How Does The “Insanity Defense” Work?
In television courtroom dramas, you will often see fictional defense lawyers present an “insanity defense” in an attempt to get their clients off. In reality, the use of the insanity defense is quite limited and restricted. In federal criminal cases, for example, the law states that it is an affirmative defense in a criminal case that “at the time of the commission of the acts constituting the offense, the defendant, as a result of a severe mental disease or defect, was unable to appreciate the nature and quality or the wrongfulness of [their] acts.”
To put it another way, the mere fact that a defendant suffers from a mental disorder or defect is not a defense to a crime. “Insanity” is only relevant if it renders the defendant unable to distinguish right from wrong at the moment of the crime. That said, psychiatric evidence may still be relevant to other issues at trial, such as whether or not the defendant formed the necessary criminal intent to commit a particular offense.
Federal Court Finds Defendant’s PTSD, Intellectual Disability Did Not Excuse Her Production of Child Pornography
Again, however, it is important to understand that simply offering proof of a mental disorder is not a magic wand that will make a criminal case disappear. A recent decision from the U.S. 11th Circuit Court of Appeals, United States v. Litzky, offers a cautionary tale in this regard. This case involved a defendant charged with the production and possession of child pornography.
This case began when another man, who was in a relationship with the defendant, was pulled over for a routine traffic stop. During the stop, the man admitted he had images of child pornography on his phone. Under further questioning, the defendant admitted that he and the defendant had taken pornographic images of their two daughters. Federal law enforcement later questioned the defendant, who eventually admitted to producing the pictures and sending them to her partner’s phone.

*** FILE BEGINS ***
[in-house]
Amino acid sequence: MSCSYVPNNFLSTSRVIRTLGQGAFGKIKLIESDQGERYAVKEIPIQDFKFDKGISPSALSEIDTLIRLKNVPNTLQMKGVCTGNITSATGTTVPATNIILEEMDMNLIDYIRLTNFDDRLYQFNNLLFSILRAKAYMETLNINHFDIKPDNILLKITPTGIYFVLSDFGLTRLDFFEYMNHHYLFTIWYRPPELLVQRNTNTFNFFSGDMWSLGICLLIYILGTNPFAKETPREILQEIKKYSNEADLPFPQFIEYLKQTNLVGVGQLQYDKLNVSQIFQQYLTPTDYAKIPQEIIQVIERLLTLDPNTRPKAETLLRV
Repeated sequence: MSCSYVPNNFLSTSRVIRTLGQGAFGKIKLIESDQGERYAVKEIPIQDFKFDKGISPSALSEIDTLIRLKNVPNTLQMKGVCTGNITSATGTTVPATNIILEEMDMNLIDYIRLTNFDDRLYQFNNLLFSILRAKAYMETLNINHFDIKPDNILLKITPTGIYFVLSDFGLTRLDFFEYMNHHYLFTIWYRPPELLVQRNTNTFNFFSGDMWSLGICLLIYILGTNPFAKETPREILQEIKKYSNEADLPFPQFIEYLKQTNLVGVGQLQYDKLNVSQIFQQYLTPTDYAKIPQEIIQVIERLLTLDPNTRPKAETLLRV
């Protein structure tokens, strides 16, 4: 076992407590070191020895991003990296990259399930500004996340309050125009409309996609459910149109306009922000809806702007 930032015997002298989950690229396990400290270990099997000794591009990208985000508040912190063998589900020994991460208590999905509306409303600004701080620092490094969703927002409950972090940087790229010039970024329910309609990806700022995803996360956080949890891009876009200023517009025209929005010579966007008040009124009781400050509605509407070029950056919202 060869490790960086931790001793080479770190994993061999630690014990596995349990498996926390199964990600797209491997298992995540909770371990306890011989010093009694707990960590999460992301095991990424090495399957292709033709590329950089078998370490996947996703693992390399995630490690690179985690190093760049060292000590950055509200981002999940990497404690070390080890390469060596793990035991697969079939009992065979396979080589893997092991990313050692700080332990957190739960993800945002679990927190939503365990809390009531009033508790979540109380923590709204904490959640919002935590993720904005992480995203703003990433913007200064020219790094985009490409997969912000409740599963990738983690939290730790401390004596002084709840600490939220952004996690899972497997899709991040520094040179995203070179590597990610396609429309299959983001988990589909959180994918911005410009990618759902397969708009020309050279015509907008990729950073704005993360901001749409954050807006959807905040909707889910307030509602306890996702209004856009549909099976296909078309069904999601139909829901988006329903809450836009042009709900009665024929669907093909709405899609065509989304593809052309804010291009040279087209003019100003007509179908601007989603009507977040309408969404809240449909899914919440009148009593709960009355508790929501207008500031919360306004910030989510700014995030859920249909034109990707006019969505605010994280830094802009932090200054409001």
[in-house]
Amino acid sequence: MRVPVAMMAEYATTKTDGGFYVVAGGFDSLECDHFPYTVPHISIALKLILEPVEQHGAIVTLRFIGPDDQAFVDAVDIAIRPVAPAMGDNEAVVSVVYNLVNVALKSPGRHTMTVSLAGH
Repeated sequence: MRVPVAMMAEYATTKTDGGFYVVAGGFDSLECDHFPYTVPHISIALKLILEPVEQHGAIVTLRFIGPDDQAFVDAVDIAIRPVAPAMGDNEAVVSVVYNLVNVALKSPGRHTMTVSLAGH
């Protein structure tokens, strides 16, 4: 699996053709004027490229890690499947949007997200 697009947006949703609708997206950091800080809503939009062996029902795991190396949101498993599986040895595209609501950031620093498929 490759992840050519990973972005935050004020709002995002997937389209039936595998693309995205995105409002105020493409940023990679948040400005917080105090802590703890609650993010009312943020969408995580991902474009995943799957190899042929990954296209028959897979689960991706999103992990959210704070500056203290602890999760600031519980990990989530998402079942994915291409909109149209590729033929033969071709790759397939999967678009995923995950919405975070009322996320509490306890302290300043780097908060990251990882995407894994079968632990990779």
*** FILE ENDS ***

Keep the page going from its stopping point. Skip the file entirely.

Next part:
Prior to trial, the defense retained an expert to assess the defendant’s mental state. The expert said the defendant was herself the victim of sexual abuse as a child and suffered from a mild intellectual disability and post-traumatic stress disorder. The government objected to his expert testifying at trial, however, and the judge agreed. The court noted that the expert offered no admissible opinions as to the defendant’s “specific state of mind at the time of the charged offenses.”
The jury proceeded to convict the defendant. On appeal, the 11th Circuit upheld the verdict. It held the trial court’s decision to bar the expert from testifying was appropriate. At best, the expert’s opinions suggested the defendant was “in a position of extreme vulnerability” due to her mental disorders. But “vulnerability connected to intellectual disability isn’t a basis for acquittal,” the appellate court said.
Speak with a Tampa, Florida, Criminal Defense Attorney Today
Child pornography and similar sex crimes often bring down the full weight of the government against an accused wrongdoer. If you are facing an investigation or formal charges for such a crime, you need to work with a qualified Tampa sex crimes lawyer who will represent and defend your interests. Contact the Faulkner Law Group, PLLC, today to schedule a free consultation with a member of our team.